What does Hulman's Clabber Girl sale mean for its racing assets?

Image by IndyCar

What does Hulman's Clabber Girl sale mean for its racing assets?

IndyCar

What does Hulman's Clabber Girl sale mean for its racing assets?

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There was a lot of speculation following the sale of Clabber Girl on Wednesday to B&G Foods for $80 million. The Hulman/George family needs money? By getting rid of its longest-standing asset, Hulman & Company is streamlining so the Indianapolis Motor Speedway can be sold?

But Hulman & Company CEO Mark Miles puts the brakes on either theory and gives a simple explanation.

“This is a matter of straightforward strategy, and it makes sense from every perspective,” he said. “For Clabber Girl, it is now owned by B&G Foods – a major player in the food industry, which owns over 50 brands and has a major presence on the baking aisle.

“They have the resources and the expertise to invest and ensure the continued growth of Clabber Girl in Terre Haute. For the Hulman Company going forward, it allows us to focus entirely on our core business – racing, in the forms of the Indianapolis Motor Speedway and the IndyCar Series.”

Image courtesy Clabber Girl Corp.

Miles elaborated on the sale of the baking powder company that’s been synonymous with the Hulman family since 1899 to B&G – the food conglomerate that maintains 50 brands including Cream of Wheat and Green Giant, among others – to RACER.com.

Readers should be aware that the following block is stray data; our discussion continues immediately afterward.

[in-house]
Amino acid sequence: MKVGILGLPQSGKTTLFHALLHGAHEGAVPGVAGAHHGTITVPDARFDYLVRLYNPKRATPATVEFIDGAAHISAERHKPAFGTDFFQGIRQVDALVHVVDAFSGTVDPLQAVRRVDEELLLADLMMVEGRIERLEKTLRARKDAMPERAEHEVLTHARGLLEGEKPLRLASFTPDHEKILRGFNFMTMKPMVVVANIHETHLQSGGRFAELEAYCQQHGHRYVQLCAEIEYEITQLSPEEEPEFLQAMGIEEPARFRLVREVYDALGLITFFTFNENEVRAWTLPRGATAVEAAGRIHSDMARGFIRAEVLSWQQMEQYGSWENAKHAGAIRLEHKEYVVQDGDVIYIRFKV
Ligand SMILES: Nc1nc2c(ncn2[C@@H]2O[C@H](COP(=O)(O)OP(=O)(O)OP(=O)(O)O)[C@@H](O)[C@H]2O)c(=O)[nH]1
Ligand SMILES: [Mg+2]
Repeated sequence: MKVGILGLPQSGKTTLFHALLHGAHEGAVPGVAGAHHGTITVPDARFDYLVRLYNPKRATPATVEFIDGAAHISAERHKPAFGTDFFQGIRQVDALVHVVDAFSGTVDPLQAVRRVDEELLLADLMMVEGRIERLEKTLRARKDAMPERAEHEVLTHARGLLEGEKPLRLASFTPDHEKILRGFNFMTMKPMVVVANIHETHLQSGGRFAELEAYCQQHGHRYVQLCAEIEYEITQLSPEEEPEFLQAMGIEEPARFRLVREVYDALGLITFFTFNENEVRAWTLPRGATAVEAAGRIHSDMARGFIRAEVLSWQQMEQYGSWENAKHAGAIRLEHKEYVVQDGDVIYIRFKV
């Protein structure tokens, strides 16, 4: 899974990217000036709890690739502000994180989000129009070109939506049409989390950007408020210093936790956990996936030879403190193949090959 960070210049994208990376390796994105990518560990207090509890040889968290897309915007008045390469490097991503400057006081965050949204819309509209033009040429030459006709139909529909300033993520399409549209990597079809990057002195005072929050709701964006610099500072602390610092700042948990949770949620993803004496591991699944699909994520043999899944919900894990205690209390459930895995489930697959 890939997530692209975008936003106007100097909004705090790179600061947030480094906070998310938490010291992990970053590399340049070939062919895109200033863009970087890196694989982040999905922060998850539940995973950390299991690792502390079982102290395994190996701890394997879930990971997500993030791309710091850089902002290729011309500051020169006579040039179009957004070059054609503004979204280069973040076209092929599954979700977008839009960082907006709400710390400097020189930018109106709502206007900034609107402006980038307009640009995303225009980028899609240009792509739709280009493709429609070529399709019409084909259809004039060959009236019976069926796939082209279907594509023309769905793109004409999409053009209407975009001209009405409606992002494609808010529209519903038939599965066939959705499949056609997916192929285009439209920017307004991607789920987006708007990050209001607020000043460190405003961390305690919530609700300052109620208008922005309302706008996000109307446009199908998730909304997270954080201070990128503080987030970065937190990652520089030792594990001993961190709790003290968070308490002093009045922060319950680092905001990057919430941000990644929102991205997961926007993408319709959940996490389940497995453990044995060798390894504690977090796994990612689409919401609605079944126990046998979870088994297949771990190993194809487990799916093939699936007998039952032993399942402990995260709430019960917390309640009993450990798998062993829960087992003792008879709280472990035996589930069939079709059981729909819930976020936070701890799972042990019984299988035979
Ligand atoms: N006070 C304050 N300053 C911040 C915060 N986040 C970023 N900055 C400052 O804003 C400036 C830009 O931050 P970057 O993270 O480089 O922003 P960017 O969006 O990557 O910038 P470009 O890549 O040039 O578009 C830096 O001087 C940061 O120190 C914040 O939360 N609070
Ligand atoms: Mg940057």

“If you were going to sell, this is a good time in the market, and the proceeds from the transaction give us cash and flexibility as to how to use it in the future,” Miles explained.

The B&G website reported the $80 million figure.

Francis and Herman Hulman formed the Hulman Company in 1850 and began manufacturing Clabber Girl baking powder in 1899. Tony Hulman, who would purchase the Indianapolis Motor Speedway in 1945, started a nationwide marketing campaign to promote Clabber Girl in 1930 and took the business to new heights.

Since then it’s been the bread and butter of the Hulman/George family and city of Terre Haute, and has been the nation’s leading source of baking powder.

“It’s a family company that employs 180 people now has the ability to reach another level,” continued Miles. “The retail business has been pretty flat, so like I said, this was a good time to sell.”

Tony George, the grandson of the IMS savior and chairman of the board at Hulman & Company, said in a statement: “The Hulman-George family takes great pride in the Clabber Girl brand’s success, history and critical role in the development and rich cultural fabric of Terre Haute. Clabber Girl will always be a cherished and celebrated part of our legacy, and we’re excited we’ve found a strong steward for its very bright future.”

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